(ran HH edition)
When buying or selling your home or other real estate the last thing you want is a lawsuit. But disputes often arise during the sales process, so it pays to know your legal alternatives. Sometimes the other party is just bluffing and if you call their bluff, a lawsuit can be avoided.
For example, several years ago I was in the process of buying a house when the seller's real estate agent informed me I would have to make a larger down payment to satisfy his sellers. But I politely replied that we have a valid purchase contract with a 10 percent down payment and 90 percent seller financing and his sellers can't change their minds, but if they do I will have no alternative but to tie the property up with a specific performance lawsuit and record a lis pendens to effectively prevent a sale to another buyer.
The agent, after consulting his attorney, apologized and told me he was just trying to see if he could get more cash out of me. The sale closed on schedule. I suspect there may have been another buyer who offered more for the house, but by knowing my legal alternatives I effectively called the seller's bluff. You can do the same if you know your legal remedies.
When you are buying a home, be sure to perform your side of the purchase contract on time. If a delay becomes necessary, you or your agent should obtain the seller's written consent.
To illustrate, if you have a 30-day mortgage finance contingency clause, but you haven't obtained a mortgage within the 30 days, ask the seller for a written time extension, perhaps to 60 days. Your failure to do so would mean you are in breach of contract and you then can't expect the seller to perform the other side of the sales contract.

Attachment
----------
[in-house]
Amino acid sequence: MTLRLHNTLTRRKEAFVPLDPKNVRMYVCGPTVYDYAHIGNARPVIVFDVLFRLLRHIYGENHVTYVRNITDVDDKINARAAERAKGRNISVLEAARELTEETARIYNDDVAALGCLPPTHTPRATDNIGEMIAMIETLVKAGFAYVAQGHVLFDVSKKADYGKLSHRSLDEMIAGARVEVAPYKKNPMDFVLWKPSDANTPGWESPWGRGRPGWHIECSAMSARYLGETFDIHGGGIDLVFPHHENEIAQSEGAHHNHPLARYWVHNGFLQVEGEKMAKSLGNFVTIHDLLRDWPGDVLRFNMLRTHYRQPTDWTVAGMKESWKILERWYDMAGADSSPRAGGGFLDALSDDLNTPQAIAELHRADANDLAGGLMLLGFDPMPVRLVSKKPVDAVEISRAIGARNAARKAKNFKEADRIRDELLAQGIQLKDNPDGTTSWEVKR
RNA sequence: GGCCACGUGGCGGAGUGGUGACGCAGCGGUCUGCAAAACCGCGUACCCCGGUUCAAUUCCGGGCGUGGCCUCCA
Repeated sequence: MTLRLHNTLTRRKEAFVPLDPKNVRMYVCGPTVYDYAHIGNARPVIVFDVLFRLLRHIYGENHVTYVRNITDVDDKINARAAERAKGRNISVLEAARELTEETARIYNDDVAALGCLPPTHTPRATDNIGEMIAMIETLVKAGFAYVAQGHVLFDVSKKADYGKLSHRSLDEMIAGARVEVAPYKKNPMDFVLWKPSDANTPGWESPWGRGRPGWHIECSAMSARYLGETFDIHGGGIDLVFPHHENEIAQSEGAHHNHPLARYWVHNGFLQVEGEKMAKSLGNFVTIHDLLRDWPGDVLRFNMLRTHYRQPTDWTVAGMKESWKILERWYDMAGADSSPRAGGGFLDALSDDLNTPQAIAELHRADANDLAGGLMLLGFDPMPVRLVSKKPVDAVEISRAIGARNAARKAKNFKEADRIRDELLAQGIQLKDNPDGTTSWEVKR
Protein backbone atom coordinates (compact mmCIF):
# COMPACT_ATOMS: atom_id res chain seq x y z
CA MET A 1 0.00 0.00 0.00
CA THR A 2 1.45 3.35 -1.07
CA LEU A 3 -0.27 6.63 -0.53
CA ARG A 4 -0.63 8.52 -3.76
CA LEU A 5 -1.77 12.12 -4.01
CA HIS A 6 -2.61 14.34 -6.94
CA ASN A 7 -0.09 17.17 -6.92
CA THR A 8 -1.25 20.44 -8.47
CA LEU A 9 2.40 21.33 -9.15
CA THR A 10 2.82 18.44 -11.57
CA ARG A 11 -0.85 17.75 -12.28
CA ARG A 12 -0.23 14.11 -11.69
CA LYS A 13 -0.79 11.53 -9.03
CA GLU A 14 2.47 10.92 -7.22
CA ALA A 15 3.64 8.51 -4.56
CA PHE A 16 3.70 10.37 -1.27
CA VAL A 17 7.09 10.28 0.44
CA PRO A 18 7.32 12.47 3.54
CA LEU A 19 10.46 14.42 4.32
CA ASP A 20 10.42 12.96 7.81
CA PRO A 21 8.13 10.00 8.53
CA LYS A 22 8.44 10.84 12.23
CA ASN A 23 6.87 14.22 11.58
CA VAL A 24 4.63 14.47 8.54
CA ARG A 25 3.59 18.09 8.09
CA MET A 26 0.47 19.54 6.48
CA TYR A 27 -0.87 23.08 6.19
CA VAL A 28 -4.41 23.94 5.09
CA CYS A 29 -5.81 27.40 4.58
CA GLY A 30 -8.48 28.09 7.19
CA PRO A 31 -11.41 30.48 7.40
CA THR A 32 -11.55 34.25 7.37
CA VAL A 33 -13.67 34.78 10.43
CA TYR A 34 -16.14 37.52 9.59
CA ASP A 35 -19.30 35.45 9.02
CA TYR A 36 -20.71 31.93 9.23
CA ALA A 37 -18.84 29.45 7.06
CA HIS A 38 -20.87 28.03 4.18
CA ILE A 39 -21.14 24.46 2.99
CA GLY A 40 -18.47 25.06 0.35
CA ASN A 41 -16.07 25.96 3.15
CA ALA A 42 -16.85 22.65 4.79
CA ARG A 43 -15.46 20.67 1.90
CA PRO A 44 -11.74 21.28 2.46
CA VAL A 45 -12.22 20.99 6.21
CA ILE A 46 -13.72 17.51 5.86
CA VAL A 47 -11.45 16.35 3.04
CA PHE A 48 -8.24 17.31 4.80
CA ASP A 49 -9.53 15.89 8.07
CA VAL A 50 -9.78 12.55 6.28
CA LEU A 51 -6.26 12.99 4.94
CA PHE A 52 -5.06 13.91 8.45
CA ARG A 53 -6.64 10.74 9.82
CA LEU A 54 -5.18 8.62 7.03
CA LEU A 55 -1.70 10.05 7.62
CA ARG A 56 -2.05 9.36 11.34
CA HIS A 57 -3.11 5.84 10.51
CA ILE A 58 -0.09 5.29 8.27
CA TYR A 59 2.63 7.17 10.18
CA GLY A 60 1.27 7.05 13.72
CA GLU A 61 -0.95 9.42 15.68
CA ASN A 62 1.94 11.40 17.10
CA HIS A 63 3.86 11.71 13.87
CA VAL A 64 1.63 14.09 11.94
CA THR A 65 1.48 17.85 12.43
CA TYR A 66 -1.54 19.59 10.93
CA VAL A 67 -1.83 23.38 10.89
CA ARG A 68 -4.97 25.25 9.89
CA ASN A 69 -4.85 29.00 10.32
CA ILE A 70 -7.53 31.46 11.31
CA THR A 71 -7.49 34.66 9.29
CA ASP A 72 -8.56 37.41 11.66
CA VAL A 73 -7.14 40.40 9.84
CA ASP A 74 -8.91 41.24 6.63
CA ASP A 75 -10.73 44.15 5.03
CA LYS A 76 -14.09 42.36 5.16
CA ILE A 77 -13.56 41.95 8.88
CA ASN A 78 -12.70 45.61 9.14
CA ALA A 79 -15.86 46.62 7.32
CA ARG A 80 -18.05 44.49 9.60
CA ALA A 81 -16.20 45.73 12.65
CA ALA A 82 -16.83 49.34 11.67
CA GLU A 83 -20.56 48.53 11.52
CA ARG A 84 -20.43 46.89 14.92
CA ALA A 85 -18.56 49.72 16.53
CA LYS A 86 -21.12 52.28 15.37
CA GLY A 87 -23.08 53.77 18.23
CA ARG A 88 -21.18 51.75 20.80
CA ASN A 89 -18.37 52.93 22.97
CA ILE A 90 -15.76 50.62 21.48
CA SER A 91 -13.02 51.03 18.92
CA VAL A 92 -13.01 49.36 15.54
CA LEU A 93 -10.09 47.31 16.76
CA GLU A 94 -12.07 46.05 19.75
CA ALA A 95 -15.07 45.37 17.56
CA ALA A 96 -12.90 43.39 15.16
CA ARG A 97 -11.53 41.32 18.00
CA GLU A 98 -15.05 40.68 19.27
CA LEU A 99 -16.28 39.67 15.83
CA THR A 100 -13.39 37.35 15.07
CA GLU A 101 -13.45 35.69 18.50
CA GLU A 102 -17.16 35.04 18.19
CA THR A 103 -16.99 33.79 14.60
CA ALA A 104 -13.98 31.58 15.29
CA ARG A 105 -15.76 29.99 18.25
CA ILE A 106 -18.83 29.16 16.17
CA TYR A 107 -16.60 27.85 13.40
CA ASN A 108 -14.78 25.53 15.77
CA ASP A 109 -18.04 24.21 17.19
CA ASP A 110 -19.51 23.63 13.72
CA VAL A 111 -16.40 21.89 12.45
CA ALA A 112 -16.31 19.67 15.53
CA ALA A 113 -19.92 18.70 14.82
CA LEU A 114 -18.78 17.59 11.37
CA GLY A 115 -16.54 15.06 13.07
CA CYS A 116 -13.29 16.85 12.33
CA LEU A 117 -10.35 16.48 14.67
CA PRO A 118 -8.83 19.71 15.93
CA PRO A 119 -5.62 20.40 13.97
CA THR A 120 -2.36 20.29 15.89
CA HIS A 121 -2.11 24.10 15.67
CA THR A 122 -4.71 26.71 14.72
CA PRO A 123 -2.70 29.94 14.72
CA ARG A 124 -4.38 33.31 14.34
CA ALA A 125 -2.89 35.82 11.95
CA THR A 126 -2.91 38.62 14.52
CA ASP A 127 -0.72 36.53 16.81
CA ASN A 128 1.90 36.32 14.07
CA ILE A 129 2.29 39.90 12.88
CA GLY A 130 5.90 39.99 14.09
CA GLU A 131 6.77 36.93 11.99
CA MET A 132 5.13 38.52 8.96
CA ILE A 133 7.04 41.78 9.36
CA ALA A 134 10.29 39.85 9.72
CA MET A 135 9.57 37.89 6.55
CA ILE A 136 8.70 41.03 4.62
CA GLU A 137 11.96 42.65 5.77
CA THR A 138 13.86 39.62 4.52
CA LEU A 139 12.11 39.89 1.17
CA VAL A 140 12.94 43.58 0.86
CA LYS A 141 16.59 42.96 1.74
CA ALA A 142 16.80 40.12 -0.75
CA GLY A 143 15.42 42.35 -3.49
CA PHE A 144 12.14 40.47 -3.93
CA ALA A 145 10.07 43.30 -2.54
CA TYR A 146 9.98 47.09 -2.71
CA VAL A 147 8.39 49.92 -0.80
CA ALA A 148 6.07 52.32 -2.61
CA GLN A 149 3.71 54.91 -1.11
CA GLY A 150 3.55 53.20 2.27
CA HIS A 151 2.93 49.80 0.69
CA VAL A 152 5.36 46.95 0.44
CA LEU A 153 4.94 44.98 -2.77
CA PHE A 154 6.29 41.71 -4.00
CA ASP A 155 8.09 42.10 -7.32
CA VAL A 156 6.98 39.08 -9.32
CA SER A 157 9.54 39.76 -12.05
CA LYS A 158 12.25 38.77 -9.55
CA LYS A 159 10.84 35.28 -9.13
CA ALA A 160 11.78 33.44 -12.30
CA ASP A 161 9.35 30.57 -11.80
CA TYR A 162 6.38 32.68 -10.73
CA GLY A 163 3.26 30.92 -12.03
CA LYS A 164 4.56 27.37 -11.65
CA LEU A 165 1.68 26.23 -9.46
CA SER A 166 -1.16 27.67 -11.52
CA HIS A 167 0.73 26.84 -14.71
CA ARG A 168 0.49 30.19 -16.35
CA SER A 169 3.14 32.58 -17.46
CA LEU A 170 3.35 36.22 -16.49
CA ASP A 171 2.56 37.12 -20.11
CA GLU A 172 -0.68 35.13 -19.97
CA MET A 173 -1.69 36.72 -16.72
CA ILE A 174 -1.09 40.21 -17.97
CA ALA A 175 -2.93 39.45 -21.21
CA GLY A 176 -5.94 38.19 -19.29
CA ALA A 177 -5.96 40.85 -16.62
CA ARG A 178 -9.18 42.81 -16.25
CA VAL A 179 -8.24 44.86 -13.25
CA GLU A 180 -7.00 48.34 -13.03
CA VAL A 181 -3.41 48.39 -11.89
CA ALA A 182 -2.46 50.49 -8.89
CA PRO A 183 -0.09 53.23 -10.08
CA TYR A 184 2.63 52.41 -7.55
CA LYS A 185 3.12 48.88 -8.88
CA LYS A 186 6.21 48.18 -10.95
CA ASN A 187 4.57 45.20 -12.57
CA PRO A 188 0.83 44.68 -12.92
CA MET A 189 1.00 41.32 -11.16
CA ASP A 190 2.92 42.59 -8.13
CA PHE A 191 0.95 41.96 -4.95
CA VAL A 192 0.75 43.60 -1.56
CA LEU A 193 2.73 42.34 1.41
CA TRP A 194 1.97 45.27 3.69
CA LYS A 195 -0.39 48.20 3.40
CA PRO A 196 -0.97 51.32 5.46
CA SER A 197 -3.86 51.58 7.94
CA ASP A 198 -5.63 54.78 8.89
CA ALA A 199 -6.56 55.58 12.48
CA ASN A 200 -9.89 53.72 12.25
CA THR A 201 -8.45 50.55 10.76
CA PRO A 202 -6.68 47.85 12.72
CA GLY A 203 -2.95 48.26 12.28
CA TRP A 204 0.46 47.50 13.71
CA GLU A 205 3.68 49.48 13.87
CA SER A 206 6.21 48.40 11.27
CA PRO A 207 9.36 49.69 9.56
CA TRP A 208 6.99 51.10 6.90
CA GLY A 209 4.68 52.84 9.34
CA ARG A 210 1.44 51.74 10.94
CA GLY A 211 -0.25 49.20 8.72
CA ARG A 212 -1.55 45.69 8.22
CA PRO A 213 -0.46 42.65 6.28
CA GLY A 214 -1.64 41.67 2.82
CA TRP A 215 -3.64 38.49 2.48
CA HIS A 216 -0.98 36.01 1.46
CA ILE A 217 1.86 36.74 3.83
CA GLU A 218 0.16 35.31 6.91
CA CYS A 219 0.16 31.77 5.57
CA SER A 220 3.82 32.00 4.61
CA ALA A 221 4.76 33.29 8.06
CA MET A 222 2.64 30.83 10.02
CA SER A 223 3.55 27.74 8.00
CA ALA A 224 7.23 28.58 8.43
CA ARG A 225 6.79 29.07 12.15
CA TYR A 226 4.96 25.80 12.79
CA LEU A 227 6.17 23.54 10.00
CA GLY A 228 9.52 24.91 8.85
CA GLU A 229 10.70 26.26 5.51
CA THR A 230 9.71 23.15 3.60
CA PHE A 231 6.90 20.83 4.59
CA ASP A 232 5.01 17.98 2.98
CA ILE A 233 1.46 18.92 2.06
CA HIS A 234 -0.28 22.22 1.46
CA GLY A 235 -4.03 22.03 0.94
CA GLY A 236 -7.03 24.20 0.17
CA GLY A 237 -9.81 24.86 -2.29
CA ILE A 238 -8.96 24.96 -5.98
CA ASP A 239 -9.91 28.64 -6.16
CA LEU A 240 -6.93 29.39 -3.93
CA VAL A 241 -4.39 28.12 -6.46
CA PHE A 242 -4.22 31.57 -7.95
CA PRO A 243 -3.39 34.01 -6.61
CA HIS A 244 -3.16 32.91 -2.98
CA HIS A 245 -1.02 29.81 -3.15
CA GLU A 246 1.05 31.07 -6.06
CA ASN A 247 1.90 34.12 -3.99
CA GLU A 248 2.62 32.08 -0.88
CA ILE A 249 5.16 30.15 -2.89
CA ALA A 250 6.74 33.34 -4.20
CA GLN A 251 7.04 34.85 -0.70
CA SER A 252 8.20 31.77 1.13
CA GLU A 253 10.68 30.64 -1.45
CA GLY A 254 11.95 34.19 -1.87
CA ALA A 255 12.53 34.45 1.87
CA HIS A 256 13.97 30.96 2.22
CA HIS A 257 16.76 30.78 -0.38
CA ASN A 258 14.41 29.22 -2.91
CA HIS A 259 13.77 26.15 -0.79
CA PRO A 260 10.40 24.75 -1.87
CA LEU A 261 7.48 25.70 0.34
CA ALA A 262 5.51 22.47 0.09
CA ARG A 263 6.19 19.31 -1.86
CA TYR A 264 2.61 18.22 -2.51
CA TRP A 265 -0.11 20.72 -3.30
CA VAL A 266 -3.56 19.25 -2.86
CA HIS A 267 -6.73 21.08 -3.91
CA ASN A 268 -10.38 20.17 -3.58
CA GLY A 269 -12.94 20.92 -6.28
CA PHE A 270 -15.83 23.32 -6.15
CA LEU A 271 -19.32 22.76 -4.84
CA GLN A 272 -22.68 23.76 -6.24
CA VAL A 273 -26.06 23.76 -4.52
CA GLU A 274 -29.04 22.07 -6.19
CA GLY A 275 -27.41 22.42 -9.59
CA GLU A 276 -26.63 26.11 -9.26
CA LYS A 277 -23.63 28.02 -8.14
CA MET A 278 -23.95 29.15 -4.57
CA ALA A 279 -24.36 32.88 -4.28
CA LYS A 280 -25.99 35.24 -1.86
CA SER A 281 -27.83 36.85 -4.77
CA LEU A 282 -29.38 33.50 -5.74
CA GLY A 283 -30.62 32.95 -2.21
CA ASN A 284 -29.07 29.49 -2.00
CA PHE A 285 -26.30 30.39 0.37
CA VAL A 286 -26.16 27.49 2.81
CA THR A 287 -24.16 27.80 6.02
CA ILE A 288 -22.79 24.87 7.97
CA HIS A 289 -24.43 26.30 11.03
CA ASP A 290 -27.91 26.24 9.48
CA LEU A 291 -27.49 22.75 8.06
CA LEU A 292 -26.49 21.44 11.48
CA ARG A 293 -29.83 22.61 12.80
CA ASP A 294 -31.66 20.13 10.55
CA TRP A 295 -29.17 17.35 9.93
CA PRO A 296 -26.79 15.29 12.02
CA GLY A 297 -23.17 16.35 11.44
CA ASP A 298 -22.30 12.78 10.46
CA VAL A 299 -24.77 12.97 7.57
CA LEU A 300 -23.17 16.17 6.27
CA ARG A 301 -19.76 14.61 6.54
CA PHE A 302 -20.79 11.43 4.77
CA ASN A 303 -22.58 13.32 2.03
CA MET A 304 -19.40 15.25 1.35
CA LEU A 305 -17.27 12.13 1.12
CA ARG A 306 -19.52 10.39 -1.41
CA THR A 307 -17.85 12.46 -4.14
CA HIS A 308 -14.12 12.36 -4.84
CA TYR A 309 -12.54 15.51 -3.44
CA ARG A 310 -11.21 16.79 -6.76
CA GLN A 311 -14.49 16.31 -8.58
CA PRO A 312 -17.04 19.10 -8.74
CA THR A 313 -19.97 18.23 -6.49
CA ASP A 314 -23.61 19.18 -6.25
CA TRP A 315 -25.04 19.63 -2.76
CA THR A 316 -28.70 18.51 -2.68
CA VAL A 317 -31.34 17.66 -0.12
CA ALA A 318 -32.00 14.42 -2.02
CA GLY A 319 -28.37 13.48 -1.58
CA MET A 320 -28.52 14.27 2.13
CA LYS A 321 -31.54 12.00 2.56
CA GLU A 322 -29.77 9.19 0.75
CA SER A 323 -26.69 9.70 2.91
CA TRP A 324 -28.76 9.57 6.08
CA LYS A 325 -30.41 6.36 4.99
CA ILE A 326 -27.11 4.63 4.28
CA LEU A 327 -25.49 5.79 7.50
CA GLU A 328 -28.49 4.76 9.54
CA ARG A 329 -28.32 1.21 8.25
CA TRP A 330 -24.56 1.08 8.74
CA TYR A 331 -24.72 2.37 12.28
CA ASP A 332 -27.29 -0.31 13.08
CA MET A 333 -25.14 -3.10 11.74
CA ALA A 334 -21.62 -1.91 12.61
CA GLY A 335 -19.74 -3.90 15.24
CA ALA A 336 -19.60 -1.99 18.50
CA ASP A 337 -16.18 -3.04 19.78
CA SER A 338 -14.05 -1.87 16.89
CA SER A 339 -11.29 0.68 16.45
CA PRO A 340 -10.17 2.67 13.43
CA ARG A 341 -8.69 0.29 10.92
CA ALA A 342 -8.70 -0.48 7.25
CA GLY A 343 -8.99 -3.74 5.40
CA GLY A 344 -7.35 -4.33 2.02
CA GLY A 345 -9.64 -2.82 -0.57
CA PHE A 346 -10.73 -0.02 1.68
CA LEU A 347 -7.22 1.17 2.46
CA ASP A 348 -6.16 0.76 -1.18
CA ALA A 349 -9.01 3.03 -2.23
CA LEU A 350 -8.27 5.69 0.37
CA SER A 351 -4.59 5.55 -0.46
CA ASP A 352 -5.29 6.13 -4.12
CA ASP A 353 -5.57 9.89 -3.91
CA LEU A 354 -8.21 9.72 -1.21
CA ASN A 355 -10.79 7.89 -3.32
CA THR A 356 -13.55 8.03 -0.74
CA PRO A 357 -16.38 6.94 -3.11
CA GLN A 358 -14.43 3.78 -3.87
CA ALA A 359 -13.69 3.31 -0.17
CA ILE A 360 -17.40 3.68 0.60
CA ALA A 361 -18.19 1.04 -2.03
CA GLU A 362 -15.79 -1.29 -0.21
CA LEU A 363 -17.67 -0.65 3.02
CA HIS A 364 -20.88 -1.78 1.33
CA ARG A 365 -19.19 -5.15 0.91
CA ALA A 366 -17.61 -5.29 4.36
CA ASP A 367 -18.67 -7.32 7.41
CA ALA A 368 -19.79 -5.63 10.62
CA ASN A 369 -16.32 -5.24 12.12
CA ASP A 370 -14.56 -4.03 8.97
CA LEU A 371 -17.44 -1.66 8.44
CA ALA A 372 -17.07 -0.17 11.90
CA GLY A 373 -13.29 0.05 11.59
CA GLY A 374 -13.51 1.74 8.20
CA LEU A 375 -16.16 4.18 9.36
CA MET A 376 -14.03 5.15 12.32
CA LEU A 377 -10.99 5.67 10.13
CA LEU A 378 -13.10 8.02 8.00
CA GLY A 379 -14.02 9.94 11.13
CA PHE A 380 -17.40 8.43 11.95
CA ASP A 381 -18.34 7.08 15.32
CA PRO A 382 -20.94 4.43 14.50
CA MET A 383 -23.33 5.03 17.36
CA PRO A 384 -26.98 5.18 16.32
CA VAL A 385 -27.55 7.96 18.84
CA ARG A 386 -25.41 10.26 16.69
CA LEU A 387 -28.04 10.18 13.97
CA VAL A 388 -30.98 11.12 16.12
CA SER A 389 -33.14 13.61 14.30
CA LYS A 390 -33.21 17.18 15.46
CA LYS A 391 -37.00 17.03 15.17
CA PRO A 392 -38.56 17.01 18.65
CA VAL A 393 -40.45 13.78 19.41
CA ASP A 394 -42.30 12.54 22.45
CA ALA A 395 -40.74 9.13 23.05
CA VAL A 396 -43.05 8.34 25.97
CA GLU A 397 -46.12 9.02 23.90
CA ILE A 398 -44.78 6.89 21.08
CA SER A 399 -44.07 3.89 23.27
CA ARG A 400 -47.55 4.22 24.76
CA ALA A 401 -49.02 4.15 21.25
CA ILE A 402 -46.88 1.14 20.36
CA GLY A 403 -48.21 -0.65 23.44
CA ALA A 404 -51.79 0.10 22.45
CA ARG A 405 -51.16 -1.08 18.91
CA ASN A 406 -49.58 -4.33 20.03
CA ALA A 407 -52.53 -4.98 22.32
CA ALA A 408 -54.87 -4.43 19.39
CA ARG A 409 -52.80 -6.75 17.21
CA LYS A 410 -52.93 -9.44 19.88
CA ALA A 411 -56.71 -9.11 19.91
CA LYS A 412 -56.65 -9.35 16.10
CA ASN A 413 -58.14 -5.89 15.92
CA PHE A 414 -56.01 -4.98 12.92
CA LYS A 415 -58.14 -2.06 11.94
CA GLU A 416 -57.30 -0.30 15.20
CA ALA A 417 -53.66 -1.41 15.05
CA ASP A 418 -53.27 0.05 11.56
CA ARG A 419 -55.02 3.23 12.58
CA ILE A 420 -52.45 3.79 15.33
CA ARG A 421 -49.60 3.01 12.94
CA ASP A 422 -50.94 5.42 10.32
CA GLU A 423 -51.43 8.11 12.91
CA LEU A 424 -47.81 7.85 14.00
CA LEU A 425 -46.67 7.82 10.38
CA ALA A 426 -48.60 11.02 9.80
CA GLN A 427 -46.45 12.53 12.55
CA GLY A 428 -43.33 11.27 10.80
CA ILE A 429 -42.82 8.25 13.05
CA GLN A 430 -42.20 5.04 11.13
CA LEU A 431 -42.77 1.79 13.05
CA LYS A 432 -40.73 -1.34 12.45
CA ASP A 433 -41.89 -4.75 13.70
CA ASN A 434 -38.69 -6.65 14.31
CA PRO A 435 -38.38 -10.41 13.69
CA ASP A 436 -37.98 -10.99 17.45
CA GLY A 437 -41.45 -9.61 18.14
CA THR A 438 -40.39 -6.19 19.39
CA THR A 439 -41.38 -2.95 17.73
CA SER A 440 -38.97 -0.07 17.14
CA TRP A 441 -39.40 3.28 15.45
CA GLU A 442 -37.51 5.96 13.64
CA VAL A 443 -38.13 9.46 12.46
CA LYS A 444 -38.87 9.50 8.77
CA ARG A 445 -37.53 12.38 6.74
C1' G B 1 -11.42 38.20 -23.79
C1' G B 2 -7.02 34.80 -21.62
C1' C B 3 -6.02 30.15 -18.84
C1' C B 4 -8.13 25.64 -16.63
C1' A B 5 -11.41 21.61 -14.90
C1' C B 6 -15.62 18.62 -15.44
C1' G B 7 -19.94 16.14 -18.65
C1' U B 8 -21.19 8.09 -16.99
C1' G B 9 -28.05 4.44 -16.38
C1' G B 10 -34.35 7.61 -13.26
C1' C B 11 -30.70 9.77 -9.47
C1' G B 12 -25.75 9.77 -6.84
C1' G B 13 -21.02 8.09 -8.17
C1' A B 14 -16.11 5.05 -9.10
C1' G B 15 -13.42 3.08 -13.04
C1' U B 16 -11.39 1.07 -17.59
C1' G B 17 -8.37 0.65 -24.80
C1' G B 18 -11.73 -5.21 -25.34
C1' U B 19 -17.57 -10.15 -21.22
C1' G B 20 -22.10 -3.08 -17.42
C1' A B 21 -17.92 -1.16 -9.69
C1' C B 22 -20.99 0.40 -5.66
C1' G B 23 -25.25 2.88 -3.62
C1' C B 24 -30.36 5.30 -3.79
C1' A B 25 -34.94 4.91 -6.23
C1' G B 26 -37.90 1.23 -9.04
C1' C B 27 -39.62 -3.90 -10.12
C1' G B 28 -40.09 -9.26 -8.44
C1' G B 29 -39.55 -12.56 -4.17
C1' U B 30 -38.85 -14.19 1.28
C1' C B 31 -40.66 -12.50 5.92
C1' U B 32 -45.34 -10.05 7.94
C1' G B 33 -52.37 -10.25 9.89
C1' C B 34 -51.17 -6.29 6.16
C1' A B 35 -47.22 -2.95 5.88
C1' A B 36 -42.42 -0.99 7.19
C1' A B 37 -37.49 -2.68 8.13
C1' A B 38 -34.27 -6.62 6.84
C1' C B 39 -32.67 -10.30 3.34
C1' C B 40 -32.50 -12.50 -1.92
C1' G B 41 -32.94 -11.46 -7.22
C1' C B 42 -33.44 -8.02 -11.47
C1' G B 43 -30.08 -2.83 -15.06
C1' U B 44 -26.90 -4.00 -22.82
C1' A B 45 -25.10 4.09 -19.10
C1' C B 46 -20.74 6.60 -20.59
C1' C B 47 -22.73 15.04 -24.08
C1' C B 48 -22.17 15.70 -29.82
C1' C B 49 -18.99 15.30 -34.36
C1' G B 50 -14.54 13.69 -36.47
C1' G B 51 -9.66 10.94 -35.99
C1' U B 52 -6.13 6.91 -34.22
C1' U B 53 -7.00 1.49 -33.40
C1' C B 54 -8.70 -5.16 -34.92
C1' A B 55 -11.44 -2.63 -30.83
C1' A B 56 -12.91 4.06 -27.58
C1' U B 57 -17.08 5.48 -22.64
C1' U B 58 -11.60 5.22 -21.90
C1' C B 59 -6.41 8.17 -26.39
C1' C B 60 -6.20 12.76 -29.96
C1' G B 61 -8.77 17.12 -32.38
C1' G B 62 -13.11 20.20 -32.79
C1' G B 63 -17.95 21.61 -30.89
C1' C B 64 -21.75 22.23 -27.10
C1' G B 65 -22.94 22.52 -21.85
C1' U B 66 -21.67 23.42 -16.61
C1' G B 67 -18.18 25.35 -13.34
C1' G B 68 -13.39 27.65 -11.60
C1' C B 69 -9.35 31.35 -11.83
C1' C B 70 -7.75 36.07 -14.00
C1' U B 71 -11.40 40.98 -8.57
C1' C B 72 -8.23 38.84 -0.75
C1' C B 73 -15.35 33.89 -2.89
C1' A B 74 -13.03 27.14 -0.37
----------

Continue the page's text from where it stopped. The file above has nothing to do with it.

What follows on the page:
If you are not in breach of contract, but the seller refuses to perform his side of the sales agreement, then your legal remedy is to force the seller to deliver the deed as agreed in a lawsuit for specific performance of the contract. That means the court will order the seller to perform as agreed.
Just in case the seller has other ideas, such as selling to another buyer who will pay more for the property, it is a good idea to record a lis pendens against the title. That means any buyer or lender dealing with the property does so subject to the outcome of your specific performance lawsuit.
However, sellers have several defenses to a specific performance lawsuit. They include inadequate consideration, consent obtained by fraud, mistake, misrepresentation, or unfair practices, and unreasonable hardship.
If your dispute with the seller arises after the close of the sale, such as a misrepresentation for failure to disclose defects, then your legal remedies are rescission of the sale or monetary damages. The difficulty most home buyers have when bringing such lawsuits is to prove the seller was aware of the defect and failed to disclose it. However, if the buyer can prove intentional fraud, then the buyer also may be entitled to punitive damages, interest and reasonable expenses.
When you are the property seller, if your buyer fails to complete the purchase as agreed in the sales contract, you have several legal remedies to select. In most situations your lawsuit will be for monetary damages due to the buyer's breach of contract.
However, proving the amount of your damages can be very difficult or even impossible. For example, if you eventually sell the home for as much as the first buyer offered, then you probably can't prove any serious damages except possibly extra carrying costs. However, if you sell the property to a second buyer who pays much less than the first buyer offered, then you have a valid monetary damage claim.
A few property sellers use the specific performance legal remedy to force buyers to purchase the property as agreed. That happened in the landmark case of BD Inns vs. Pooley where the court ordered Pooley to complete his purchase of an 840-unit motel for $6,825,000 (218 Cal.App.3d 289). However, since monetary damages for the buyer's breach of contract are usually adequate, specific performance is not frequently used by sellers unless either the property is unique or other buyers cannot readily be found for the property. Further information on legal remedies is available from your real estate attorney.